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Author: Anders Schäfer

I. Factsheet


There is a horizontal mechanism which allows injunctive and compensatory relief. Other types of mechanisms include joinder of parties and representative actions (which allow injunctive and compensatory relief).

Standing(Para. 4-7)

Class Action

The representative may be:

(1) a member of the class (private group action),

(2) an association, private institution or other organisation when the action falls within the framework of the organisation's object (organisational group action), or

(3) by a designated public authority (public group action).

Representative action

The requirement of legal interest. When actions are commenced, the court may demand security. Conditions laid down in para. 4 (a)-(c) of the Recommendation are to be satisfied. If any of the conditions are no longer applicable, the representative entity loses its status.


(Para. 8-9)

Class actions can be brought when 7 conditions are met: (1) there is a common claim, (2) there is a venue for all of the claims in Denmark, (3) the court is the venue for one of the claims, (4) the court possesses the requisite expertise to deal with one of the claims, (5) class actions are judged to be the best manner of handling the claims (class action is secondary), (6) the members of the class can be identified and informed of the case in an appropriate manner, and (7) a class representative as per Section 254c of the DAJA can be appointed (see section b). According to case law, the decisive criteria will often be "similar claims" and "the best manner of handling the claims".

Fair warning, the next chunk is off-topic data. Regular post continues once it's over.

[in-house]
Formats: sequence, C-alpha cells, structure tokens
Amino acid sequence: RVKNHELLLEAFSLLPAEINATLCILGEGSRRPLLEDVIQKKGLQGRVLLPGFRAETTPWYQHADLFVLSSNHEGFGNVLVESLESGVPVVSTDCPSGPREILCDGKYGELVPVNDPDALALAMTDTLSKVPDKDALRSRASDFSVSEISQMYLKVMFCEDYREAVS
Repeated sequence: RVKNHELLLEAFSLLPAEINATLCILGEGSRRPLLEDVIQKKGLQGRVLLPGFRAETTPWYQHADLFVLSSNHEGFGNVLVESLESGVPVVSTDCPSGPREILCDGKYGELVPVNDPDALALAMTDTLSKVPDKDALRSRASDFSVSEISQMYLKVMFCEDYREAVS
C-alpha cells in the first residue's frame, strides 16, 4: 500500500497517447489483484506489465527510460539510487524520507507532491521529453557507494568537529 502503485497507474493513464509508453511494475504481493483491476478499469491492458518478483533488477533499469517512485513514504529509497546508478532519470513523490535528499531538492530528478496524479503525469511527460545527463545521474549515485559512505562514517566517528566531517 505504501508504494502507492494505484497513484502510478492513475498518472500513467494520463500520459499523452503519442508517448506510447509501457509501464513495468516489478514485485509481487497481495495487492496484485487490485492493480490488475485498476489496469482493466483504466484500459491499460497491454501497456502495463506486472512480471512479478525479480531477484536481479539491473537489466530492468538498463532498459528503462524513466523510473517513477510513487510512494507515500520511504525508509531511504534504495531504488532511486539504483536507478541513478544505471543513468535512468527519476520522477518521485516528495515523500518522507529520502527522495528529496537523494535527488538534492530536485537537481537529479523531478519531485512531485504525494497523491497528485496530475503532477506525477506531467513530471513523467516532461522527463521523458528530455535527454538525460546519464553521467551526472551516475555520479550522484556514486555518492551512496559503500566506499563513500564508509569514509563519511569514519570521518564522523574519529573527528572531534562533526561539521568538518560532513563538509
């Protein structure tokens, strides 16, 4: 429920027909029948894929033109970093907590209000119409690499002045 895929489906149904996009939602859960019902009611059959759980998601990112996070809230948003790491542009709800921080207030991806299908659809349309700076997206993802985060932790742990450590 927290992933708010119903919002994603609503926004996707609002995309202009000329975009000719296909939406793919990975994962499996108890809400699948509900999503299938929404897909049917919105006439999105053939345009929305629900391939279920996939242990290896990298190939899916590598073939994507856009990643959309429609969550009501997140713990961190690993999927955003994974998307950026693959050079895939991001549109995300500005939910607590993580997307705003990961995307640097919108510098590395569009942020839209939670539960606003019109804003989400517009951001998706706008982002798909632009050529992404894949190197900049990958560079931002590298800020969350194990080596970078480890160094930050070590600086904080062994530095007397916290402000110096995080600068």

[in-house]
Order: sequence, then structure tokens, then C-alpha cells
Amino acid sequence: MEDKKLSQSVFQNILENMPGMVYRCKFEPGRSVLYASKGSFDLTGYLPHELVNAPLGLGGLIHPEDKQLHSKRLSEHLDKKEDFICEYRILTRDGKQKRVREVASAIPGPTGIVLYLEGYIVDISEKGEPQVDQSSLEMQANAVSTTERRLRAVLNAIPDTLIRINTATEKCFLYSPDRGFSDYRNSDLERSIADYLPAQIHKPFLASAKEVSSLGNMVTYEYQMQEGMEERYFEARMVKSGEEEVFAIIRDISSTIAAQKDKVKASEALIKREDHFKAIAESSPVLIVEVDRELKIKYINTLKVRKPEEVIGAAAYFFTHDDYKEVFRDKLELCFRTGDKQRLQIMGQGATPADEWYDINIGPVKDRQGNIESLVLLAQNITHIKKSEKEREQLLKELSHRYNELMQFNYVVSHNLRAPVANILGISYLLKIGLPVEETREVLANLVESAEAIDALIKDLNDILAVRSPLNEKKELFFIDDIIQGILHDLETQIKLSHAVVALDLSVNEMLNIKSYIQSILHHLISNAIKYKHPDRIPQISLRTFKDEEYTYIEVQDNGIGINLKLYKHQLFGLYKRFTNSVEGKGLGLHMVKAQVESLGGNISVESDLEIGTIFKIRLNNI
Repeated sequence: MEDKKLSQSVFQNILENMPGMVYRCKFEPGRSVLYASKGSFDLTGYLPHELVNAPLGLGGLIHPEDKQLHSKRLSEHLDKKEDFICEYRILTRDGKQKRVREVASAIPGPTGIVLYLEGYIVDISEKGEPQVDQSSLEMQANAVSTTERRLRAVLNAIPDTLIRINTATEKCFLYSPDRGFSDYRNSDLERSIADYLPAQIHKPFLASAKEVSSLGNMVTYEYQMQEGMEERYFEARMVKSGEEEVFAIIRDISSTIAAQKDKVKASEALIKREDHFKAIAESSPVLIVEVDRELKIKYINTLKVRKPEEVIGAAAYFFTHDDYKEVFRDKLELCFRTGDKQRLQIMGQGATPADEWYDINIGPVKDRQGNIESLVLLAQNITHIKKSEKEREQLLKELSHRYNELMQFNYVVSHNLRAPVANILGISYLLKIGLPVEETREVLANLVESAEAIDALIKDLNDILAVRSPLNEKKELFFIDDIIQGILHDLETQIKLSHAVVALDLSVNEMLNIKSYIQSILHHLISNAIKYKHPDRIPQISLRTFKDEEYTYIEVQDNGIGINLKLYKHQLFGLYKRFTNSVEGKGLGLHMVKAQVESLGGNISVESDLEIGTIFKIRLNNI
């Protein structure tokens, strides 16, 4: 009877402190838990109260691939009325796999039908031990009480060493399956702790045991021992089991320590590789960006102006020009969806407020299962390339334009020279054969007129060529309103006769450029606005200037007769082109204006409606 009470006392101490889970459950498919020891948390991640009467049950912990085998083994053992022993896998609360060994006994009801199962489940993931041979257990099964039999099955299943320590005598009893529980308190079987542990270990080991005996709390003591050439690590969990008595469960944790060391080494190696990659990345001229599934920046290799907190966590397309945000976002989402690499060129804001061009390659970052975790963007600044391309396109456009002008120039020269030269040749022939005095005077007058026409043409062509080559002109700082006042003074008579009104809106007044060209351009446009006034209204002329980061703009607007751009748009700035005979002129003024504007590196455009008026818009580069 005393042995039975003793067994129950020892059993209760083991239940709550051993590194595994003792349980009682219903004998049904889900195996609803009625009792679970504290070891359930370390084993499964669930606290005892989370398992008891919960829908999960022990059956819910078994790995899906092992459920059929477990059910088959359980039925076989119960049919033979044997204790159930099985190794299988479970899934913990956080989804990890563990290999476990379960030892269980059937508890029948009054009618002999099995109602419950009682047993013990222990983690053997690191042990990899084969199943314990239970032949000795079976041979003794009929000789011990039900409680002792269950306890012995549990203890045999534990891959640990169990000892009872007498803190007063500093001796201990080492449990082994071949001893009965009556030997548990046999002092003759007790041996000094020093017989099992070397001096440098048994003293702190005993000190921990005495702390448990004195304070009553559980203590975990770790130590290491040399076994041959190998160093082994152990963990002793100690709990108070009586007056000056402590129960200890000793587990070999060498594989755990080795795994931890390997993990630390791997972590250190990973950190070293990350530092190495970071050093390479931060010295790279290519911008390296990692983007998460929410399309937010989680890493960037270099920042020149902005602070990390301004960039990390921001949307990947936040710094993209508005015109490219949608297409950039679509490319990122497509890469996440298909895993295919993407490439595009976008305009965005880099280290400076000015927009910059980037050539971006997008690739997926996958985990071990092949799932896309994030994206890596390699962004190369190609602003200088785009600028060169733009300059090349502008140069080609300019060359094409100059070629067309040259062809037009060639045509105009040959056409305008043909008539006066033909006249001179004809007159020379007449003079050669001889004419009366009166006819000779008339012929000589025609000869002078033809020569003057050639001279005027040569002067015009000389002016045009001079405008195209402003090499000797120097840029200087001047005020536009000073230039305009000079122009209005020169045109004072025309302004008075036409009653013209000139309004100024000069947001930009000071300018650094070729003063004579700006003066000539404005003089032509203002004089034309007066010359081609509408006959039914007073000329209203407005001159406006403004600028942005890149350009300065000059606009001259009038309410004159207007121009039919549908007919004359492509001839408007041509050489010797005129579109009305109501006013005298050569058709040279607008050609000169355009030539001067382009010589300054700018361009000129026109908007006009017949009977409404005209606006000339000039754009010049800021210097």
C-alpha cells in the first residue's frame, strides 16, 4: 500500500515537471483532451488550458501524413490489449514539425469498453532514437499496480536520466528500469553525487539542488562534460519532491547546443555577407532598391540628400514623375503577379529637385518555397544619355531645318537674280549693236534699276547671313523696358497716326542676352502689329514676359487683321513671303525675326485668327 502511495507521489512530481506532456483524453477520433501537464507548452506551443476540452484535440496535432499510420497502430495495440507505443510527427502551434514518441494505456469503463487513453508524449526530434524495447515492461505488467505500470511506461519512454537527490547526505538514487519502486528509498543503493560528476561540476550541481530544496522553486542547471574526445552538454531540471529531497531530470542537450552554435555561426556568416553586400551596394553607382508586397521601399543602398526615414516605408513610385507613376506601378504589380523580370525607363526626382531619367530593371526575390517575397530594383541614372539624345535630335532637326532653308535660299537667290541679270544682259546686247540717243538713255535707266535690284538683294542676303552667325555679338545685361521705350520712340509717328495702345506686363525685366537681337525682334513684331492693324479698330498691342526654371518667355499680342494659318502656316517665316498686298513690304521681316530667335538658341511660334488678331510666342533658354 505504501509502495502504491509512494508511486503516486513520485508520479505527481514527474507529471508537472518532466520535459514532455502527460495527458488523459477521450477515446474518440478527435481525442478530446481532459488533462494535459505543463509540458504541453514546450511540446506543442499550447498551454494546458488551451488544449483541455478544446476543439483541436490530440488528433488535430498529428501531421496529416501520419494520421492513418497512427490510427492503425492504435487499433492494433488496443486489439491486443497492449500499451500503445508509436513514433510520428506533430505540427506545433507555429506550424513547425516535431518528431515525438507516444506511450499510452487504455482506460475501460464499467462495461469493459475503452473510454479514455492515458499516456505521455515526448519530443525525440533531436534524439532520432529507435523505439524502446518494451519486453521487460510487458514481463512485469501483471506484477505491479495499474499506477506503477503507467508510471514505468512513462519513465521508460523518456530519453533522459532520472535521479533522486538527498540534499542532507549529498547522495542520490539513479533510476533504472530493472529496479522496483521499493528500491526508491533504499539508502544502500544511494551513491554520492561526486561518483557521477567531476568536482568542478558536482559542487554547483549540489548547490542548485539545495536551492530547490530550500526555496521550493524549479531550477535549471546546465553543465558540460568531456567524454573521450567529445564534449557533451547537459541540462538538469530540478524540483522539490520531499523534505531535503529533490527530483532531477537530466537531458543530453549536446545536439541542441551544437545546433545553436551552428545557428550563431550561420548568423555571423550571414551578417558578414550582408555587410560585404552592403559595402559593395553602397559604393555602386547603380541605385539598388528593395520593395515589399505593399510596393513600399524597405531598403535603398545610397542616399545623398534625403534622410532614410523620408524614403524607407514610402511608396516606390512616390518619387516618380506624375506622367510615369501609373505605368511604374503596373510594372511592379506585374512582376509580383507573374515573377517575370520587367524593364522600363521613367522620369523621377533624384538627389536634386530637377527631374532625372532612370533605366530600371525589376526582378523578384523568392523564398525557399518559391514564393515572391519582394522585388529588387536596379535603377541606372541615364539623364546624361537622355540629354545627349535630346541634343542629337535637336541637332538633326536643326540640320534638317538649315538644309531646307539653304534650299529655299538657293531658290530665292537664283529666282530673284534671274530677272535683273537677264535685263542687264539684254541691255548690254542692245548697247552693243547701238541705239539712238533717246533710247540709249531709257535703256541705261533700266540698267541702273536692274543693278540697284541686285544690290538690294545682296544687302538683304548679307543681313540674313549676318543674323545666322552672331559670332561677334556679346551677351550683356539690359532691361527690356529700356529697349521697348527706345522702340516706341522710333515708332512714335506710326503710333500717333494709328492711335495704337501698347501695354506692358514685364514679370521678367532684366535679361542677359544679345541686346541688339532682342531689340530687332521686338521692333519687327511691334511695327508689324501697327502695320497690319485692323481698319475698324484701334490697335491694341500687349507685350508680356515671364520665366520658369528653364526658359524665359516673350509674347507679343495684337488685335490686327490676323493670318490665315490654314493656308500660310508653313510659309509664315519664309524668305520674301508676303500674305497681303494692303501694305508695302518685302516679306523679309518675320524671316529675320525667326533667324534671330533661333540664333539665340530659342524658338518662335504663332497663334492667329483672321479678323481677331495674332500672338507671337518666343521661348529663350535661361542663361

Problems/Incompatibilities with Recommendation principles

Deciding on procedural issues, including approval of the class action, size of security and identification of the group may delay the legal process.

The preliminary stage of a class action takes a very long time and maybe also too long.

Information on Collective Redress

(Para. 10-12, 35-37)

Information is provided in a form specified by the court. That may include that the notification is made in whole or in part via public announcement and the court can require the class representative to carry out the notification. The costs of the notification are paid in the first instance by the class representative.

A summary of all pending class actions in Denmark can be viewed on the Danish Court Administration's website at


(Para. 14-16)

The group representative may apply for free process for the entire group action to the Department of Civil Affairs. Private legal aid covered by insurance companies possible.

Third-party funding is not prohibited but does not seem widespread in practice. There is no specific regulation.

Problems/Incompatibilities with Recommendation principles

Since third-party funding is self-regulated and not (yet) common, it is not clear whether and how the courts ensure compliance with the Recommendation.

Cross Border Cases

(Para. 17-18)